Meadville Tribune

February 20, 2014

Salt supply in Crawford County holding up despite shortages elsewhere


Meadville Tribune

— Although the exceptionally cold and snowy winter has left some states in the Mid-Atlantic and east facing road salt shortages, winter-hardy Crawford County is holding up well.

While officials in Linesville and Conneaut Lake boroughs recently expressed concern about their level of road salt supplies, it appears few are worrying across Crawford County, according to county Emergency Management Agency Director Alan Clark.

In response to a Pennsylvania Emergency Management Agency statewide request last week, Clark surveyed road salt levels in all Crawford County municipalities.

“Some Crawford municipalities use salt, others use brine or sand. For the most part, our municipalities don’t have any shortages,” Clark said. However, it is clear that municipalities in the central and eastern parts of state have been hit pretty hard and might need to request salt, he said.

Pennsylvania has used road salt at a pace 24 percent ahead of normal, an additional cost of more than $8 million so far, according to The New York Times.

Locally, however, it seems the road salt plans are on track.

“For the rest of the winter, we should be OK,” Meadville City Manager Joe Chriest said. The city had about 450 tons of road salt available with another 700 tons on delivery and expected soon, according to information submitted to Clark. The city uses between 20 and 30 tons of salt per storm, noted Streets Department spokesperson Joe Gigler.

Supplies for Pennsylvania Department of Transportation crews in Crawford County and all across District One — which includes Crawford, Erie, Warren, Forest, Venango and Mercer counties — are holding up well, according to PennDOT spokesperson Jim Carroll.

Crawford County has used about 11,405 tons so far this winter, Carroll said, and the county has another 6,000 tons on hand.

In all of last winter, Crawford County used 14,622 tons, he reported, and the five-year average salt use for the county is 11,208 tons.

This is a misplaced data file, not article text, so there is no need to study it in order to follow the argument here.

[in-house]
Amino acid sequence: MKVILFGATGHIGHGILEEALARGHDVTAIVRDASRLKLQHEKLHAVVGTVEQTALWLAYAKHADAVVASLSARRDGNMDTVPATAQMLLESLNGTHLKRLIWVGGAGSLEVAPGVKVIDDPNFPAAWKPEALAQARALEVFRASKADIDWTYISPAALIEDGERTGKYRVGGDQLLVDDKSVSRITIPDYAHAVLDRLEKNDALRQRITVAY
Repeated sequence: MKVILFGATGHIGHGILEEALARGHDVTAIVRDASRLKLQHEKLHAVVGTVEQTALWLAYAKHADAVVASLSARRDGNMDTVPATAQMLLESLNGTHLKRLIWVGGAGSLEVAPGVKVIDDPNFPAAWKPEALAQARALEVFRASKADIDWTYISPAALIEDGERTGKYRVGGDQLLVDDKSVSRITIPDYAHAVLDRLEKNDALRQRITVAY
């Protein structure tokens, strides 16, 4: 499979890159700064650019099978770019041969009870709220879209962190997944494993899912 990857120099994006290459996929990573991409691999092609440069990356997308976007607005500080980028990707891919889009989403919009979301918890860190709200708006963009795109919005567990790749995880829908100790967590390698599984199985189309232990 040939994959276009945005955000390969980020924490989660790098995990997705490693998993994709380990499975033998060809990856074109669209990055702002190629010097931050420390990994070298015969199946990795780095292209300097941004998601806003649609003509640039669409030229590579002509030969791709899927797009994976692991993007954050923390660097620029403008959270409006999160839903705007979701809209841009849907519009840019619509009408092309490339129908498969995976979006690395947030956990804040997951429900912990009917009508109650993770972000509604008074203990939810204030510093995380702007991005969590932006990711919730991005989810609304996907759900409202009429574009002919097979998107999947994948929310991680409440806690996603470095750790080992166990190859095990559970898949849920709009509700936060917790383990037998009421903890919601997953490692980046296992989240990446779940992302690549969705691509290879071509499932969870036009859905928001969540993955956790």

Crawford County has also used 10,751 tons of anti-skid this winter, Carroll said, with about 4,569 tons more on hand. The county used 15,117 tons of anti-skid last winter.

Clark noted that municipalities in need of salt are directed to check neighboring jurisdictions for help first and then go to PennDOT. Carroll said he knew of only two municipalities — both in Erie County — that had come to PennDOT’s District One asking for help.

Meadville Tribune reporters Konstantine Fekos and Mary Spicer contributed to this report.

PennDOT reminds property owners to keep snow off roadways

With snow again impacting in the region, the Pennsylvania Department of Transportation is reminding residents of guidelines for shoveling or plowing snow around state-owned roadways to help ensure safe travel through the season.

Maintaining safe and passable roads is PennDOT’s top priority when dealing with winter weather. To help meet that need, PennDOT urges residents to not shovel snow onto state roads that have already been plowed. Snow should not be shoveled, blown or plowed onto any roadway as this can increase the potential for crashes, and property owners can be held liable for any resulting crashes.

State law requires citizens to use and maintain their property in ways that avoid creating hazardous road conditions for others, including not obstructing highway lanes and drainage facilities with snow and ice.

PennDOT offers the following guidelines for shoveling or plowing snow on property adjacent to state-owned roadways:

- Snow should be shoveled, blown or plowed to the right side of the driveway as you are facing the intersecting roadway. By piling the snow away from the oncoming direction of the snow plows, the snow will not be pushed back onto the driveway.

- Eliminate snow piles at the property entrance whenever possible. High accumulations of snow can obstruct the vision of motorists, posing a safety hazard.

- Do not push, shovel or blow snow onto roadways at any time. This creates a hazardous condition for all vehicles.